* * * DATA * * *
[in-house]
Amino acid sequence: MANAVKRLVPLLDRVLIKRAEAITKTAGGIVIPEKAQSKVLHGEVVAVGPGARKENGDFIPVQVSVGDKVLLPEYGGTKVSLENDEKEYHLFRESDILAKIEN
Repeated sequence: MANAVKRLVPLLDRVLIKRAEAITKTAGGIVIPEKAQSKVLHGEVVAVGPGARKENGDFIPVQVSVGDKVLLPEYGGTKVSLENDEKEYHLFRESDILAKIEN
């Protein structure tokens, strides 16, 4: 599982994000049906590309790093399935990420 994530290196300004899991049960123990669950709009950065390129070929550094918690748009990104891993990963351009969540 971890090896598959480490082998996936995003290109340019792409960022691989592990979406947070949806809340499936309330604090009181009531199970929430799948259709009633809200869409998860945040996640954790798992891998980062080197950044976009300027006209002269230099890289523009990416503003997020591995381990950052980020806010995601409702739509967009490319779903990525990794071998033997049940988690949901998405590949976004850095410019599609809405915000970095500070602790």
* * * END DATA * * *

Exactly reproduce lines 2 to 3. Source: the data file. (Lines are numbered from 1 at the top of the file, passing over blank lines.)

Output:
Amino acid sequence: MANAVKRLVPLLDRVLIKRAEAITKTAGGIVIPEKAQSKVLHGEVVAVGPGARKENGDFIPVQVSVGDKVLLPEYGGTKVSLENDEKEYHLFRESDILAKIEN
Repeated sequence: MANAVKRLVPLLDRVLIKRAEAITKTAGGIVIPEKAQSKVLHGEVVAVGPGARKENGDFIPVQVSVGDKVLLPEYGGTKVSLENDEKEYHLFRESDILAKIEN